The Crown‘s fifth season set sail on Wednesday with a whole new cast and a premiere full of creaky-old-boat metaphors.
The premiere opens with a flashback to young Elizabeth (hi, Claire Foy!) christening the royal ocean liner Britannia. Now in 1991, a graying Elizabeth (now played by Imelda Staunton) is in her mid-60s, and a new poll is calling her “irrelevant” and “out of touch” while her son Charles (now played by Dominic West) is seen as “young” and “modern.” Half of those polled even support Charles taking over for Elizabeth early. Charles knows full well that the public likes him because of their love for Diana, so he dubs his upcoming family trip to Italy a “second honeymoon”… even as Camilla is blowing kisses to him through a window.
Of course the trip is hardly a honeymoon: Diana (now played by Elizabeth Debicki, and the resemblance is striking) complains that she wants to go to the beach and go shopping with William and Harry while Charles prefers historical walking tours. While Diana and her sons sail off to the tune of Mariah Carey, Charles slips and refers to her and himself as “bride and gloom.” Meanwhile, Elizabeth’s husband Philip (now played by Jonathan Pryce) hears a clanking while aboard the Britannia and tells Elizabeth her beloved ship is on its last legs: “She’s a creature of another age… in many ways, she’s obsolete.” (Catch that metaphor, didja?) Oh, and that damning poll hits the British tabloids, and Elizabeth’s staff do everything in their power to keep her from seeing it.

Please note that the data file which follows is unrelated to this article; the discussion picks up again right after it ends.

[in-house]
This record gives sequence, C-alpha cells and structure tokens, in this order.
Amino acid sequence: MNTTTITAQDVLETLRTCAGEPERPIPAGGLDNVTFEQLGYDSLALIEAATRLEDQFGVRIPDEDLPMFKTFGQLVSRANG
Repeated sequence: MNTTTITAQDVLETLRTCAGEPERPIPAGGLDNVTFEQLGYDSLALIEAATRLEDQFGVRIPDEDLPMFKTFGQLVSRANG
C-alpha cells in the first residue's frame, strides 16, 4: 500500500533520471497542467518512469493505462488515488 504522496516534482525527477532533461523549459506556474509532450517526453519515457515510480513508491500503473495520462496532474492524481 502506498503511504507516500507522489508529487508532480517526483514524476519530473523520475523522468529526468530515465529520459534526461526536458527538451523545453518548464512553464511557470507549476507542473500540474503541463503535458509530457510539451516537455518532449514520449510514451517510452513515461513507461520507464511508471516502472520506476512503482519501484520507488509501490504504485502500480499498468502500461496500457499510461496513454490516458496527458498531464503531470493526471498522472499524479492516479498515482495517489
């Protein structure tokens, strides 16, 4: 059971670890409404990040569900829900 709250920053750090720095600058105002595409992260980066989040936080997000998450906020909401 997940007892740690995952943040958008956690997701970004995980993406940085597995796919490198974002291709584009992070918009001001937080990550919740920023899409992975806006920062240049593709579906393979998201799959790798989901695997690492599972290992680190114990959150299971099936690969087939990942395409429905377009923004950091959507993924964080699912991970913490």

Philip learns that repairing the Britannia would cost 14 million pounds while Charles, buoyed by that poll, arranges a one-on-one meeting with new Prime Minister John Major (Jonny Lee Miller). Diana is furious when Charles says he has to leave their trip early, and they bicker in front of everyone. At his meeting with Major, Charles brings up the infamous poll and its suggestion that Elizabeth is showing signs of “Queen Victoria syndrome,” noting that it’s “dangerous to ignore” polls like this. It’s “equally dangerous to be guided by them,” Major warns. Charles dances around the subject, but it’s clear he wants to take control of the monarchy, and he invites Major to judge for himself whether the crown is “in safe hands.”
Back at Balmoral, Elizabeth finally sees the poll, splashed across the papers along with a beaming picture of Charles. She meets with Major, insisting that she actually embraces any comparison to Queen Victoria. She also asks him to approve government funds to fix up the Britannia, but he hesitates, noting that the country is in the midst of a tough recession. The Britannia is more than just a ship, Elizabeth insists. It’s another home to her, and “she is a floating, seagoing expression of me.” She pulls rank as sovereign, insisting that he approve the funds, and he seems to relent.
The family throws a Scottish ball with men dancing in kilts, and Diana looks miserable. Charles brings up the boat repair to John Major one more time, laying the metaphor on thick: “Sometimes these old things are too costly to keep repairing.” Diana pulls Major aside for a dance and tells him all of the family’s marriages are on thin ice: “I don’t give any of us more than six months.” In his bedroom that night, Major marvels to his wife about the battle brewing between the old royals, who are “dangerously deluded and out of touch,” and the new royals, who are “feckless and entitled.” As fireworks go off outside, he gazes at them grimly: “It feels it’s all about to erupt… on my watch.”
Alright, The Crown fans, it’s your turn: Give the premiere a grade in our poll, and then hit the comments below to share your thoughts. (And stay tuned to TVLine for more Season 5 coverage to come.)